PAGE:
There is growing recognition of the place of love in residential care for children
(Smith, 2009). This paper is a critical analysis of a range of existing research on residential
child care as well as studies of material culture and of care relationships more broadly.
It argues that, despite increasing regulation and surveillance, adults and children
find ways to show and feel love in the context of residential care. Whilst love may
be regarded as something to be avoided or indeed prohibited in an adult/child care
setting these deep bonds find expression in the everyday life of the children’s home.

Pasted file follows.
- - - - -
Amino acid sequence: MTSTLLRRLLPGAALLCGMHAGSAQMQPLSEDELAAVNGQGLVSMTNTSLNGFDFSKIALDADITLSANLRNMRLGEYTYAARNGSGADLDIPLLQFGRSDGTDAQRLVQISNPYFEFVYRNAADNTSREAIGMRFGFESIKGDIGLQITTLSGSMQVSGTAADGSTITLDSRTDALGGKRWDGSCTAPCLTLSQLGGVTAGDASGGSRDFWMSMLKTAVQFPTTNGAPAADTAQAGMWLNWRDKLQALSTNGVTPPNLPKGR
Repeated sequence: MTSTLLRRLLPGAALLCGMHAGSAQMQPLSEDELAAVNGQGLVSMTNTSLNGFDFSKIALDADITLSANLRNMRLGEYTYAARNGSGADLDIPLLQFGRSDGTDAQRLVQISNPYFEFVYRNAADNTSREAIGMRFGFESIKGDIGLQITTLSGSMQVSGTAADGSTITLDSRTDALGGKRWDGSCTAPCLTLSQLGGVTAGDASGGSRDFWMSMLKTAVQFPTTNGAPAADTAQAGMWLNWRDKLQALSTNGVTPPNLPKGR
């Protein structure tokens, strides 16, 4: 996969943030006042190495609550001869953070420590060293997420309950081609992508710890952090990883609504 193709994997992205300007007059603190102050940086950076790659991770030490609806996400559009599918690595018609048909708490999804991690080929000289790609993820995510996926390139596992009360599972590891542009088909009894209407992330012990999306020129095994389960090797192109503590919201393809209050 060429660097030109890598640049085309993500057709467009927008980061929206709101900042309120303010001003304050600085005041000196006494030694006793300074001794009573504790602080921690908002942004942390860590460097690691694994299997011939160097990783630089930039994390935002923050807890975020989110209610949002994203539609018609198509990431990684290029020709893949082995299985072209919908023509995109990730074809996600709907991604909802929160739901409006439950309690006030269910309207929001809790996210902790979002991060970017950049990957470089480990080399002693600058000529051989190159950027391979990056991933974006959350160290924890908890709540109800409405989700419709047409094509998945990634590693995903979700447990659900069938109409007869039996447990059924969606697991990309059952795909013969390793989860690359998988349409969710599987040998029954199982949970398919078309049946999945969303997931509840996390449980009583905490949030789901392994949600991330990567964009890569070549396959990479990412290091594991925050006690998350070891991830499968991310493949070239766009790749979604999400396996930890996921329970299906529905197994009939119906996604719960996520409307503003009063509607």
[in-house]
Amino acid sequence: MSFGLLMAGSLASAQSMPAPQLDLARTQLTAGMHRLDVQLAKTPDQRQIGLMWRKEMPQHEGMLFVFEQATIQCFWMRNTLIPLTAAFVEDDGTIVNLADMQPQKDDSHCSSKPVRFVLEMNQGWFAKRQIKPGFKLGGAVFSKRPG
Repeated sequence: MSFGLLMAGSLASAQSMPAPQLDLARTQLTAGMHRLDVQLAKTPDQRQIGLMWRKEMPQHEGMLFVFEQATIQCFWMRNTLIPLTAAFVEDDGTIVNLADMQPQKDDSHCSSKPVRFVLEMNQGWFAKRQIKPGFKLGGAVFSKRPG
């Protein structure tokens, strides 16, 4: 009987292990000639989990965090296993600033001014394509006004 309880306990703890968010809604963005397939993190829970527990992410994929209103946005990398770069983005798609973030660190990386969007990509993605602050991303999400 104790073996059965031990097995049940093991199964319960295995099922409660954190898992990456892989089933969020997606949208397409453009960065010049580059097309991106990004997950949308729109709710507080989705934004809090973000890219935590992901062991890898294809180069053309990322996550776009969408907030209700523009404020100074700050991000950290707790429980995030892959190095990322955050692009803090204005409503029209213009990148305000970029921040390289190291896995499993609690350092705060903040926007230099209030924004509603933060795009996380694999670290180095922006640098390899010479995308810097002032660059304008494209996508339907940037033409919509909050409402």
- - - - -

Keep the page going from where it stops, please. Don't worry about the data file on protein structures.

By looking at love in this embodied way, the ‘realness’ of material things to assert
connection and recognition of love (Layne, 2000) is examined. As Gorenstein (1996, p.8) suggests ‘objects…[are] the perfect vehicles
for conveying themes that are not commonly accepted in a community’. The paper emphasises
the recognition of these symbolic and metaphorical forms of communication in practice.